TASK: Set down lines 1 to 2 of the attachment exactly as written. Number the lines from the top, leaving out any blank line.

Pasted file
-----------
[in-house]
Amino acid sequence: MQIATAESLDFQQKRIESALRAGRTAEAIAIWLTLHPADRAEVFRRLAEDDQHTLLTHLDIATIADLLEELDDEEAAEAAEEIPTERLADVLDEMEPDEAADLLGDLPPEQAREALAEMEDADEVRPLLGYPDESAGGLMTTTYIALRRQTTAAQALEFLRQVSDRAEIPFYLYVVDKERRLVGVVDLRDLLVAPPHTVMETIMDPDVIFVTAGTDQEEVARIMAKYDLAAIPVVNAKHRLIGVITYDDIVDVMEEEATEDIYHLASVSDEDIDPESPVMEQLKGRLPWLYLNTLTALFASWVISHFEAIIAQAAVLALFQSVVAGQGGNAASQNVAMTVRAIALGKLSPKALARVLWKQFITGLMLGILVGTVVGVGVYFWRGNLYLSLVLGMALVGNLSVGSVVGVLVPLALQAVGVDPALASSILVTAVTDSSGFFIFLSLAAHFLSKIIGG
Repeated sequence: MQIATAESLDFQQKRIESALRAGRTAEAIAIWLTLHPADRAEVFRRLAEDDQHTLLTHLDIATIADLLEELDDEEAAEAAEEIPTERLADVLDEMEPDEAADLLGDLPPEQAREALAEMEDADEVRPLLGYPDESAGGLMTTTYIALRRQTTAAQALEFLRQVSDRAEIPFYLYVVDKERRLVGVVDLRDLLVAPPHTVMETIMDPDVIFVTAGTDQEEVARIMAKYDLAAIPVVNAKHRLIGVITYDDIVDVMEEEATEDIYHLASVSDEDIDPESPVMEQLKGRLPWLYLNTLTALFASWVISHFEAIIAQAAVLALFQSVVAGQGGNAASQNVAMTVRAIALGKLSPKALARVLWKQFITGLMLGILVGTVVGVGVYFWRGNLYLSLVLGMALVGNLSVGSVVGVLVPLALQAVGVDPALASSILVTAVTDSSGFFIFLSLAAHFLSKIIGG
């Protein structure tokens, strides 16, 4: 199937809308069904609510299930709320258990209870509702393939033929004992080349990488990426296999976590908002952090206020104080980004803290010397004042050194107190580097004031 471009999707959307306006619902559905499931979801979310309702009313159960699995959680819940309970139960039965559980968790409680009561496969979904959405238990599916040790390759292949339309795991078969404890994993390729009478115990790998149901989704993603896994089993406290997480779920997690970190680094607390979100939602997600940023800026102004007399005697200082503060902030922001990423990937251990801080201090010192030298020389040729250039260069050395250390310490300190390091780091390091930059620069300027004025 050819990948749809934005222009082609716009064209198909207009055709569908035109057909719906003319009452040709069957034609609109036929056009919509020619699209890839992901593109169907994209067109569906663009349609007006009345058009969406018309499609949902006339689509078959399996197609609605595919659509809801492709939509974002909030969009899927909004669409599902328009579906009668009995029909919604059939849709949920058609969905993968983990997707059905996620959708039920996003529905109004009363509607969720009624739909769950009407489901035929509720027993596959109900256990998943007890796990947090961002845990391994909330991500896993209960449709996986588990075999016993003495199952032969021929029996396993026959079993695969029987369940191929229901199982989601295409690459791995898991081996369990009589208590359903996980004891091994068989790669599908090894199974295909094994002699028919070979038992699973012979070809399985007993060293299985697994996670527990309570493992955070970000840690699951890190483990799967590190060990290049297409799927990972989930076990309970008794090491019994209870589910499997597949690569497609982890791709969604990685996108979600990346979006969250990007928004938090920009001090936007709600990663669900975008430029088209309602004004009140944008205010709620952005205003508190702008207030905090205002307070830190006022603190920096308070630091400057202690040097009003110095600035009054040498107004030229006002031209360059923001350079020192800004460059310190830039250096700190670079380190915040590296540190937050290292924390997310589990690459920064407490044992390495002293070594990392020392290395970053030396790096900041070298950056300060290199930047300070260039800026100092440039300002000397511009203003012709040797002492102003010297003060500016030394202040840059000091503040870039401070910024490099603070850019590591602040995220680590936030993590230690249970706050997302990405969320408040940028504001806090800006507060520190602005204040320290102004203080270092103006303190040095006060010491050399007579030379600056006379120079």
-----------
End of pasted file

[in-house]
Amino acid sequence: MQIATAESLDFQQKRIESALRAGRTAEAIAIWLTLHPADRAEVFRRLAEDDQHTLLTHLDIATIADLLEELDDEEAAEAAEEIPTERLADVLDEMEPDEAADLLGDLPPEQAREALAEMEDADEVRPLLGYPDESAGGLMTTTYIALRRQTTAAQALEFLRQVSDRAEIPFYLYVVDKERRLVGVVDLRDLLVAPPHTVMETIMDPDVIFVTAGTDQEEVARIMAKYDLAAIPVVNAKHRLIGVITYDDIVDVMEEEATEDIYHLASVSDEDIDPESPVMEQLKGRLPWLYLNTLTALFASWVISHFEAIIAQAAVLALFQSVVAGQGGNAASQNVAMTVRAIALGKLSPKALARVLWKQFITGLMLGILVGTVVGVGVYFWRGNLYLSLVLGMALVGNLSVGSVVGVLVPLALQAVGVDPALASSILVTAVTDSSGFFIFLSLAAHFLSKIIGG